Elephant doctor leaves legacy of conservation and kindness
Dr. Jim Laurita ’89, executive director of Hope Elephants sanctuary in Hope, Maine, passed away Tuesday, September 9, after an accident while tending to the elephants he cared for. He is remembered for his compassion for animals, particularly elephants, to which he devoted much of his life.
Laurita had experience working at the Bronx Zoo and as head elephant trainer for a wildlife park in Oregon. He had traveled to India to work with elephants before settling in Hope, Maine to start a veterinary practice in Maine. In 2011 Laurita sold his thriving practice to focus on establishing Hope Elephants. Living steps away from the facility, he became the foundation’s 24/7 elephant caregiver, an enthusiastic educator on the importance of wildlife conservation, and an energetic collaborator with like-minded organizations worldwide.
“Jim’s passion for all animals, but especially elephants was boundless,” said Hope Elephants in a statement released on its Facebook page. “It was Jim’s ability share that passion with all around him that not only helped to make our organization a reality, but also enriched and enhanced the lives of all those who had a chance to know Jim. It was through education that Jim passed on his passion and the importance of wildlife conservation.”
Hope Elephants’ mission is to provide a unique and caring home for injured and aging elephants, and to provide an educational program that inspires visitors to participate in wildlife conservation. They collaborate with individuals and organizations committed to wildlife conservation, especially those working to protect and preserve elephants.
The sanctuary provides state-of-the-art medical and physical therapy, and nutritional support. All care is administered by a professional team of experienced elephant handlers and veterinarians. Its elephant habitat consists of a 52’ X 60’ barn with a vaulted ceiling designed and built for caring for elephants. It opens to a large outdoor paddock where the elephants roam varied terrain, including a mud wallow, orchard, and shade trees. The light-filled barn with a radiant-heated floor is covered with screened sand.
After more than 40 years performing for the public, Hope Elephants’ Asian elephant residents, Rosie and Opal, needed specialized medical care. They had gone to the Endangered Ark Foundation in Oklahoma after leaving the circus where Laurita had met them in the late 1970s. Laurita designed the Maine facility to offer care more specific to their needs.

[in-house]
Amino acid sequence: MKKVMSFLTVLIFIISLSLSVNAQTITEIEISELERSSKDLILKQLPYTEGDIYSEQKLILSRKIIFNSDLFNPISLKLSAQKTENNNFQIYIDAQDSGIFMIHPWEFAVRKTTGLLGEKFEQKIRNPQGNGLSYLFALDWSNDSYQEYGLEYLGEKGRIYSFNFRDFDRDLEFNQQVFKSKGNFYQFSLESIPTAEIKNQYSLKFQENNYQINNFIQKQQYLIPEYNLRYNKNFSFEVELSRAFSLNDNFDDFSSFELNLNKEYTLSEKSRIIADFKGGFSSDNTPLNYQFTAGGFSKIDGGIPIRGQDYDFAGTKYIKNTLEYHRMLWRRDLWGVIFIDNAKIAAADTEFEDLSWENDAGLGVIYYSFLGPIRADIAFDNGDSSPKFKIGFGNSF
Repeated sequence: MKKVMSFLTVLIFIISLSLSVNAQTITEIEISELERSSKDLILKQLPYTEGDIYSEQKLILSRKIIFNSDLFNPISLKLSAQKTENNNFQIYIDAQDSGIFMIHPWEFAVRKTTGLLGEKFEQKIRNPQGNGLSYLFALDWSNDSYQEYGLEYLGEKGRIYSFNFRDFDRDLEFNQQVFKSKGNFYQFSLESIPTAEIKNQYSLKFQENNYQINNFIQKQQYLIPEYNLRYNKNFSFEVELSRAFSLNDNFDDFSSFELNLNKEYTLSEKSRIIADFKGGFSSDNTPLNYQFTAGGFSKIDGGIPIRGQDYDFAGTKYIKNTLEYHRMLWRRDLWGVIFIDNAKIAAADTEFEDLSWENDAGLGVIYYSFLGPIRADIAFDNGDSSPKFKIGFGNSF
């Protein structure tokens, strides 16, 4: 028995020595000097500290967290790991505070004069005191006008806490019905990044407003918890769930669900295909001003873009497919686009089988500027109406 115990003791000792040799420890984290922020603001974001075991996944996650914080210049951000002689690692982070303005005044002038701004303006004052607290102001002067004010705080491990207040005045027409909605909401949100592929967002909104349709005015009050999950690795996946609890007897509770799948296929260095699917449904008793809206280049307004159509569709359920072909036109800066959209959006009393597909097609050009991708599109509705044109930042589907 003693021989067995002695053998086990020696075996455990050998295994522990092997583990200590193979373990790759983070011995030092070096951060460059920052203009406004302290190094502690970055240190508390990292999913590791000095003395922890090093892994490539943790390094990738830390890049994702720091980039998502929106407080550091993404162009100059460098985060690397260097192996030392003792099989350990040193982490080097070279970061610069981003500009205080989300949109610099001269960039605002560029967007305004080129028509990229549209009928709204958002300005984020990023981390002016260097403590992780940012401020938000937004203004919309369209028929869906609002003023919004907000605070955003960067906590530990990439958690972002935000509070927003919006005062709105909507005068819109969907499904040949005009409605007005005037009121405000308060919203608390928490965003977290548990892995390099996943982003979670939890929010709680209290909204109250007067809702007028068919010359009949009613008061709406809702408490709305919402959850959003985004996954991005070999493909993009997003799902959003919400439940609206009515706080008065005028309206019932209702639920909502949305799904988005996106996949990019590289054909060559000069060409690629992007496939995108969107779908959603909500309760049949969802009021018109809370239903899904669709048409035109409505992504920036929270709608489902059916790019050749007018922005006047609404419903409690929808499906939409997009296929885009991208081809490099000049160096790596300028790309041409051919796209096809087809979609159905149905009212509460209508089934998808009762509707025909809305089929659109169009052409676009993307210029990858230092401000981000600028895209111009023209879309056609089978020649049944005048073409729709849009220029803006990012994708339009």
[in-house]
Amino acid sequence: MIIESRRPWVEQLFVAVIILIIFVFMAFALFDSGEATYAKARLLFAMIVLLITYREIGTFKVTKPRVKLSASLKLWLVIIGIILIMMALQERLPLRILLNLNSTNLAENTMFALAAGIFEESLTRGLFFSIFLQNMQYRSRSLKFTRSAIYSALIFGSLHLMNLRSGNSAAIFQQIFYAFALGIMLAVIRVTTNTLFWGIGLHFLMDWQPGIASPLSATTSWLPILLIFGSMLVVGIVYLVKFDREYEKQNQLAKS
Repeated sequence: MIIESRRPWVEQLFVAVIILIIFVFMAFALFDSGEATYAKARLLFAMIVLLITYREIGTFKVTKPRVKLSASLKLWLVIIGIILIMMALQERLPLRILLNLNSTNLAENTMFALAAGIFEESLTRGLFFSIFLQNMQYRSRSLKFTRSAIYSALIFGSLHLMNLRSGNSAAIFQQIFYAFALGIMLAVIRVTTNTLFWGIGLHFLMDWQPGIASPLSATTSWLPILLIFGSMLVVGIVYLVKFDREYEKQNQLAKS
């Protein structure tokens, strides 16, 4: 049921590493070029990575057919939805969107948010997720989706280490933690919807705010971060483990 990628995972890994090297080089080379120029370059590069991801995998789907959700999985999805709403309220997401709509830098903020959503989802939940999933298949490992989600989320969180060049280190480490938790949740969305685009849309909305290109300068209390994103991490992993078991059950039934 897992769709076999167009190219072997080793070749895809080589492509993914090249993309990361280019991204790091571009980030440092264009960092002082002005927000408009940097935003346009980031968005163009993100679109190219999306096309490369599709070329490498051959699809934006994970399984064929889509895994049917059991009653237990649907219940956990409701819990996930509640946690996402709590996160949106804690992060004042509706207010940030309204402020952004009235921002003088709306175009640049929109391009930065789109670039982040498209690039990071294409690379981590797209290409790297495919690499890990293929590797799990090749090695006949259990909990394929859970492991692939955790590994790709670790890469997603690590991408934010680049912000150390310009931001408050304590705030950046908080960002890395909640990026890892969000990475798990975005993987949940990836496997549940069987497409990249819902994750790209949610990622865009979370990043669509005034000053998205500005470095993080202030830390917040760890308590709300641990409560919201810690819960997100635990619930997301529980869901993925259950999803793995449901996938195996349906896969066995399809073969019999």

Rosie’s trunk is partially paralyzed due to nerve damage. She is unable to drink water easily and has adapted a throwing motion to feed herself. Nerve damage in her shoulder has led to gait problems and arthritic joints in her forelegs. Opal suffers from limb and joint deterioration and requires physical therapy to alleviate some of her pain and discomfort. They moved to Hope, and under Laurita’s leadership, the sanctuary successfully developed and applied innovative treatments that are improving Rosie and Opal's quality of life and that will benefit other injured elephants.
“For Jim, his first thought, always, was for the well-being of ‘his girls,’” Hope Elephants said in a statement on its website. “The sacrifices that he made to make Hope Elephants possible and sustainable were incredible. Everyone who knew him appreciated that his commitment was total.”
The sanctuary's board of directors elected to return Rosie and Opal to their previous home, the Endangered Ark Foundation in Oklahoma, where they are reported to have settled back in comfortably with the foundation’s larger herd.
The future direction of Hope Elephants is under discussion; meanwhile, the nonprofit has set up The Jim Laurita Fund to help raise the $300,000 the organization owed Laurita at his death. Contributions will go to his surviving family.